The fear and insecurity associated with change stay with us.  There are, in fact, other argyle sweaters.  And maybe they will fit better and be easier to slip over a button-down shirt.  If we continue to allow ourselves to be stuck in how things were, we won’t ever find where we belong.  We will continue to be trapped in the status quo of a damaged system that doesn’t serve us.

Great Grandma

My Great Grandmother was trying to feed her two kids, while in The Great Depression. She was pregnant, and knew they couldn’t afford to feed the children. She had an abortion, which was done in an unsafe manner, and she died. She had uncontrolled bleeding. She was doing what she thought would help her family survive poverty. My Grandmother, and her sister, were then raised by family, because their Dad had to travel to find whatever work he could, wherever it existed.

As an OBGYN I see many reasons why women have abortions. I have had many women with desired and planned pregnancies have terminations for their survival, lethal anomalies, and more. This issue isn’t one that should be addressed by individuals without a healthcare background, it’s nuanced, complex, and needs to be based on conversations between doctors and their patients. We will see more people die from complications of pregnancy, and from illegally obtained abortions if we continue on this path.

Thankful I’m attending
Northwestern University Pritzker School of Law in the fall for my MSL.

Megan RanneyArianna Gianakos DO

#healthcare#doctors#safety#patientsafety#people#leadershipAmerican College of Obstetricians and Gynecologists (ACOG)American Medical Women’s Association (AMWA)


Let’s talk about the doctor shortage…. Changing the training isn’t going to help.

1. We need a culture of safety and support. Moral injury is a real thing, and causing people to leave.
2. There shouldn’t be medical school debt. The studies show predominantly affluent people go to medical school. Why? I still have debt. People who don’t have family support will be in debt for decades. We won’t get a diversity of opinions. We will continue to protect the status quo
3. It shouldn’t be a financial hardship to even apply to medical school or residency. I took separate loans out in order to fly around the country interviewing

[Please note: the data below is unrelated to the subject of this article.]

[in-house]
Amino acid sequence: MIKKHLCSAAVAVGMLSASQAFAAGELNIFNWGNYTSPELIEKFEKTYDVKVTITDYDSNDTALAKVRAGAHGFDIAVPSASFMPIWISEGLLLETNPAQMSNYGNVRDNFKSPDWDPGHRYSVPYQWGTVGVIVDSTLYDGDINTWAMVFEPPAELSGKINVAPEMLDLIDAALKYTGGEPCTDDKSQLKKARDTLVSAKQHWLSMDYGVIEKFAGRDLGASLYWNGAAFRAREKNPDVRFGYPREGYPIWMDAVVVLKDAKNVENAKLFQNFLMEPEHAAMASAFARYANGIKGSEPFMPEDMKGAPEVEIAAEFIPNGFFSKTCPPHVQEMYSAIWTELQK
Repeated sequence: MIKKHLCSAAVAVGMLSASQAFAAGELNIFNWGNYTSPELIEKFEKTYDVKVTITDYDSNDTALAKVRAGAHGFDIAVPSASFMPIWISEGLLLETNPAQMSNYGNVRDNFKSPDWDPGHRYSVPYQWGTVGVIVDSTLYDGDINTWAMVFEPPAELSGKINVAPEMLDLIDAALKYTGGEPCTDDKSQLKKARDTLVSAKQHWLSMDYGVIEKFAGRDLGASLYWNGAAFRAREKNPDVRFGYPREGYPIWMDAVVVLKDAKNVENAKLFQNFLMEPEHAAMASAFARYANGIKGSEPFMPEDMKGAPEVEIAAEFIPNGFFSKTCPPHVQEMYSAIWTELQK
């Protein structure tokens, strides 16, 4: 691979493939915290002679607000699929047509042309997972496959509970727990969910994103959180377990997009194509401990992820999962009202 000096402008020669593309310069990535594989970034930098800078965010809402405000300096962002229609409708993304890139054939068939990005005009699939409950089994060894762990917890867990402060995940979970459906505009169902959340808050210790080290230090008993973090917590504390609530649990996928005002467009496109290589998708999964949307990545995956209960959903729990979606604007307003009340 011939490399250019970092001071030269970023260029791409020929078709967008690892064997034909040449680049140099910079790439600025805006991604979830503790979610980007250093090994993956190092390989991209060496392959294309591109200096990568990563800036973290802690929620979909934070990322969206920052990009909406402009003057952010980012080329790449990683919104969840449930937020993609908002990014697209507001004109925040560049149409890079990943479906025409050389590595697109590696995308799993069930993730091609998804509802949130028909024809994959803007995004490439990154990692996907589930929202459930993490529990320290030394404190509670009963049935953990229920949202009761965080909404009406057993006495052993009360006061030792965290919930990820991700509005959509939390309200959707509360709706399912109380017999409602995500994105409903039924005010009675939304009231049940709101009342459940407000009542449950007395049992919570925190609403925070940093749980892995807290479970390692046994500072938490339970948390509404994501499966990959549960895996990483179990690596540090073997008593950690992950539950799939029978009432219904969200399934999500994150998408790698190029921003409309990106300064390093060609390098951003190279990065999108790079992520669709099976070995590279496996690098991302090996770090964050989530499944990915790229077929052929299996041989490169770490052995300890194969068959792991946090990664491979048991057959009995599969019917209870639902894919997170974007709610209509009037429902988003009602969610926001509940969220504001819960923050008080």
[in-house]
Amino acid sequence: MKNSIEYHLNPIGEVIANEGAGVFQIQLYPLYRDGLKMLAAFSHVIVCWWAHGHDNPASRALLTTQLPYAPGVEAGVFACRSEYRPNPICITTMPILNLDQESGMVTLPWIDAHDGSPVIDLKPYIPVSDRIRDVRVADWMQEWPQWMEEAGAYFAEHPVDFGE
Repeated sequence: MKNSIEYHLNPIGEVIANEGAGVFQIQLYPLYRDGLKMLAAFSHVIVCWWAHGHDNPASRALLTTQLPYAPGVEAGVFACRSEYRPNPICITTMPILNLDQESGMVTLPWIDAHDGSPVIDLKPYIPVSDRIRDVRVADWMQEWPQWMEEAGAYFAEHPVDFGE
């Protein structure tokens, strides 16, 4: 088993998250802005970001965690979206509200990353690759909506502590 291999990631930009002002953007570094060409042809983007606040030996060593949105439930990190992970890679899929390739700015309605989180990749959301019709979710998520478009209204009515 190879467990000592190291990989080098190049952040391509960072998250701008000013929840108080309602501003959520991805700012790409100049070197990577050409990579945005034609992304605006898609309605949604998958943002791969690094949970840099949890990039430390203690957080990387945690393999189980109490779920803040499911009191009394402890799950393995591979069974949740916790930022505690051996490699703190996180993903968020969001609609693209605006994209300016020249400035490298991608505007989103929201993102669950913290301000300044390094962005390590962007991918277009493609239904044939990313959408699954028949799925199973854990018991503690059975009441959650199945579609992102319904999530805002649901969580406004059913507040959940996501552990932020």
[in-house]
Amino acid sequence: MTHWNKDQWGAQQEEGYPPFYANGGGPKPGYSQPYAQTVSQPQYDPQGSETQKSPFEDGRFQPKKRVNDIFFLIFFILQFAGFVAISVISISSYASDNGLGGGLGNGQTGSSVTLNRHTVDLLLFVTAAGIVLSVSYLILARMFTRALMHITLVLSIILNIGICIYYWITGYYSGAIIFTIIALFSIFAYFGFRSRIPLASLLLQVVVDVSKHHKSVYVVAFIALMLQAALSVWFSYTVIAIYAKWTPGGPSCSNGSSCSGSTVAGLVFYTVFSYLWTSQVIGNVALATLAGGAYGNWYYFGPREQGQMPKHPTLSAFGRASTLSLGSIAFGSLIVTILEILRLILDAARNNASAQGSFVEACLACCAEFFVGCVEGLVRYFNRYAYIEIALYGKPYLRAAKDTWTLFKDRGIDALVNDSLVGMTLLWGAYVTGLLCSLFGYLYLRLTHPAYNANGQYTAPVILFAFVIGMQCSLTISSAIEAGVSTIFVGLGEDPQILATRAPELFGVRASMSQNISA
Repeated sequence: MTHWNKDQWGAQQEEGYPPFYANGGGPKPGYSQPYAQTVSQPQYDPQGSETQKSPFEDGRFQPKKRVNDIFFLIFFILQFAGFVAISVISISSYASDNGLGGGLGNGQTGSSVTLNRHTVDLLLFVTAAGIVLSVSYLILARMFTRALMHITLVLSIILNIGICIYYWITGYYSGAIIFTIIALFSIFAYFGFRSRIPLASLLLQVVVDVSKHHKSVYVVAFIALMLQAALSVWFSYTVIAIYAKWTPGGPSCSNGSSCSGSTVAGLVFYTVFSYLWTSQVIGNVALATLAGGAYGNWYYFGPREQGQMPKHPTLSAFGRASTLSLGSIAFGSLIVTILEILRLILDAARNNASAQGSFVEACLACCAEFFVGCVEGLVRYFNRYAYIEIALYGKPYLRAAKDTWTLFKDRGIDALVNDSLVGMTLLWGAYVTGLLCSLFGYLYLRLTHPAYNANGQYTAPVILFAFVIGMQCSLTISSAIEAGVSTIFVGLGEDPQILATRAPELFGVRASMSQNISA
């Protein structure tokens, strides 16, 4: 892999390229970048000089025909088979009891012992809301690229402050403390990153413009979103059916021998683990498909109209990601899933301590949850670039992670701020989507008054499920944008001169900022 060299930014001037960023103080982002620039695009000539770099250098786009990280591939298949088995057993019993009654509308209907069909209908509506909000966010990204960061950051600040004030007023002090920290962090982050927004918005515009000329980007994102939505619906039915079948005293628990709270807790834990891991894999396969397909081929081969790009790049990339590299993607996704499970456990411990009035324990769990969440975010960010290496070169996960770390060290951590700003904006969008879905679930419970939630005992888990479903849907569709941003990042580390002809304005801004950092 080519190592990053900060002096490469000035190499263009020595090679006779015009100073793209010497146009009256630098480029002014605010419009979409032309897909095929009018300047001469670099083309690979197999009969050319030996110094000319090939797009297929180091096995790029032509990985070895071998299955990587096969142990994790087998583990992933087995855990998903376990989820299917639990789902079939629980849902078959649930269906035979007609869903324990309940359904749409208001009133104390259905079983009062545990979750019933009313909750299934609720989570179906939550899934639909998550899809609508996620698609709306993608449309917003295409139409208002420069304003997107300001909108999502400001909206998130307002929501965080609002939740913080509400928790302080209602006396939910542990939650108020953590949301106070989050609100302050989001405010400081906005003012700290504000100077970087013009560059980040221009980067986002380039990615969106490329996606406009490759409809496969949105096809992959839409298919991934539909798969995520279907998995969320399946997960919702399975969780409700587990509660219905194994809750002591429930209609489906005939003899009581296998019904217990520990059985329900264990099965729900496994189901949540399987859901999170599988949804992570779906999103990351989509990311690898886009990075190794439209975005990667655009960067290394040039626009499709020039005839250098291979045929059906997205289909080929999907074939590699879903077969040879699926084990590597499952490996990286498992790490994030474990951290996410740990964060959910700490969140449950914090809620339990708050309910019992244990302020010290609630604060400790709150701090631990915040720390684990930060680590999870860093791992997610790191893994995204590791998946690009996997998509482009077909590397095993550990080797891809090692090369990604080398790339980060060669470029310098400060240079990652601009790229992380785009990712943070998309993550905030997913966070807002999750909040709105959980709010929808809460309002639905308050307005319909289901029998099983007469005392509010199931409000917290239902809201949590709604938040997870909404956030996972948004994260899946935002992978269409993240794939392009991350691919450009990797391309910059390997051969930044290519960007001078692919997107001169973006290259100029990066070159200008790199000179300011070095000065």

4. Medical schools, like University of MN, could afford to make medical school free, but they don’t. This would allow the top performers to be selected.
5. There should be more residency spots opened up. Every year we have thousands of American medical graduates go unmatched. Meaning, we have MDs that can’t get into training programs.
6. Culture of silence and abuse.
7. We refuse to be innovative, or recruit people that may change the status quo.
8. The leadership makeup. No one wants to go into an industry where they won’t be taken seriously, or have a chance at moving forward in their career. 12 percent of healthcare CEOs are women. Women don’t even makeup the leadership roles in Women’s health. This is going to get worse post pandemic and with the advent of more private equity involvement and for profit healthcare. Only 2 percent of VCs are women.

….. changing how we “train” medical students is not a solution. We have systemic issues. We refuse to look at the racism and sexism that is rampant in healthcare. This training plan is putting a bandaid on a hemorrhage. Until we actually care about what’s causing: burnout, depression, physician and nurse suicide, and people to leave healthcare, we won’t solve anything.


Physician Shortages

At a time when more doctors are leaving then ever before, more then 70 percent are burned out, and an estimated 75 percent may leave in the next 5 years…

Shortages will only get worse, we continue to force physicians out, we haven’t increased residency match spots, and continue to saddle people with loans. Link to study